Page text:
The protocol for electronic mail that is still in use today was published in 1982: it is RFC 822 (in which RFC stands for "Request for Comments", a way to demonstrate the democratic nature of the Web's standards). This RFC stipulates that electronic messages are to be encoded in ASCII.
To mitigate that drawback, a new RFC published in 1996 (RFC 2045) introduced a technique that has since become an integral part of electronic mail: the MIME protocol (= "Multipurpose Internet Mail Extensions"). MIME allows for the attachment of files to e-mail messages and for dividing a message into multiple segments, each one potentially of a different type, or, if it is of type text, potentially in a different encoding. To specify the encoding of a message or a part of a message, we use two operators:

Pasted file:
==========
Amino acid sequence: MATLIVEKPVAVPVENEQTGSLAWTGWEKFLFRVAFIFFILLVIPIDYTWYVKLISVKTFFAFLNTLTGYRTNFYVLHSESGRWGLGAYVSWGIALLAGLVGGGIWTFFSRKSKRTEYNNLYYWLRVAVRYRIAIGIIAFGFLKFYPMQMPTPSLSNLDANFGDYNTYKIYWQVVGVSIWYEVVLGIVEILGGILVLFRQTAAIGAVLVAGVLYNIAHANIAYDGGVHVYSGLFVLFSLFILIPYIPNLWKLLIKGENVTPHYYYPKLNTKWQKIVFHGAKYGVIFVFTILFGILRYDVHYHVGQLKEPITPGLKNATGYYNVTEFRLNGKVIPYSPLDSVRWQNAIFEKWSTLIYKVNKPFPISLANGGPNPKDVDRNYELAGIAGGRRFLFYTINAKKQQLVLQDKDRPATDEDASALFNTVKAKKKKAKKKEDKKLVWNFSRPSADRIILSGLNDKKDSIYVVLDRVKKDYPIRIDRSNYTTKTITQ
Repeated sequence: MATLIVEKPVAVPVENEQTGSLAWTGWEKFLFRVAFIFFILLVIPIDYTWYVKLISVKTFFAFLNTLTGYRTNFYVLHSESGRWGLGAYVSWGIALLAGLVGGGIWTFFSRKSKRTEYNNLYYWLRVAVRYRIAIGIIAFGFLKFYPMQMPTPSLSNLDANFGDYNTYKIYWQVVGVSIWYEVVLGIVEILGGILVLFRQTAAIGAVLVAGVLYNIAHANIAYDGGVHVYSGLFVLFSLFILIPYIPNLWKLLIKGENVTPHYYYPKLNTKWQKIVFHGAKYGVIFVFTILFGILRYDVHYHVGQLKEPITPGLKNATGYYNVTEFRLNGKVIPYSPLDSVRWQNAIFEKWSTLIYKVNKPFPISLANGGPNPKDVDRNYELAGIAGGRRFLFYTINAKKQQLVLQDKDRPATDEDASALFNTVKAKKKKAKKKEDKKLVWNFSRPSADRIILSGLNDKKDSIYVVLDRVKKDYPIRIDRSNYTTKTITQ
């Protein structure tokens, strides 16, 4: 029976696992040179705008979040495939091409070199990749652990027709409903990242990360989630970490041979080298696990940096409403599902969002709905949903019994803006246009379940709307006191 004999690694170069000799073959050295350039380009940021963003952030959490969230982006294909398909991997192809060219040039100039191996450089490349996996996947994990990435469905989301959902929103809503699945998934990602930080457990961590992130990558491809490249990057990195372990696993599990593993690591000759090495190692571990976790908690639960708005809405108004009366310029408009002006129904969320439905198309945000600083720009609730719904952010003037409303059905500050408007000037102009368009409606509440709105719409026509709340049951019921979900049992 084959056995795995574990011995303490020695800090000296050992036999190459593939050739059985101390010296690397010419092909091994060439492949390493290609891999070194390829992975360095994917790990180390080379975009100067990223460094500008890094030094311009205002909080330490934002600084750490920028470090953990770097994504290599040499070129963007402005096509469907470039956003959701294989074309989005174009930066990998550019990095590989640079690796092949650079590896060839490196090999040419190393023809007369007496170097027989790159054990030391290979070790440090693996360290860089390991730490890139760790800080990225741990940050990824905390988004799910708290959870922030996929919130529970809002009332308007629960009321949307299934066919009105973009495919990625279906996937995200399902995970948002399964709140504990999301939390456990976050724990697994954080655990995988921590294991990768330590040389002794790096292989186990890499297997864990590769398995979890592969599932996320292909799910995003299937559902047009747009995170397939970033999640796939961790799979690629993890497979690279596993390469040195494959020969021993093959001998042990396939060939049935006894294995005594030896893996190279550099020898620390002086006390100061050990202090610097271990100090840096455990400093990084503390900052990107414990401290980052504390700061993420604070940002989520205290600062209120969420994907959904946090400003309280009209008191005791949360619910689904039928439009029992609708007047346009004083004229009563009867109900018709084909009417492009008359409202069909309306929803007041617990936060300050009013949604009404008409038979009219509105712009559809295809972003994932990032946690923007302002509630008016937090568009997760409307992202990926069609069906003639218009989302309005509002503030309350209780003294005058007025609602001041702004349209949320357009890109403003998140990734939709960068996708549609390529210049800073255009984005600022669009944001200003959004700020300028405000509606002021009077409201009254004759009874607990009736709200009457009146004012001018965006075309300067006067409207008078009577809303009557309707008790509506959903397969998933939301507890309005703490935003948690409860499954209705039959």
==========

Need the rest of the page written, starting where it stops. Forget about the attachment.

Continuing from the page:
charset is the encoding of the content. Its value must appear on a list  established and regularly updated by IANA (= "Internet Assigned Numbers Authority"). In February 2004 there were 250 registered encodings, such as US-ASCII, ISO-2022-JP, EBCDIC-INT, ISO-8859-1, IBM437 (code page 437), windows-1252 (Windows code page 1252), etc.
The encoding affects only those segments of MIME type text (the subtype being plain, which indicates that the text is not enriched). The syntax is as follows:
Content-Type: text/plain; charset=US-ASCII
Content-Transfer-Encoding specifies how to translate the coming binary (be yond 0x7f) bytes into ASCII data. This is necessary because MIME did ...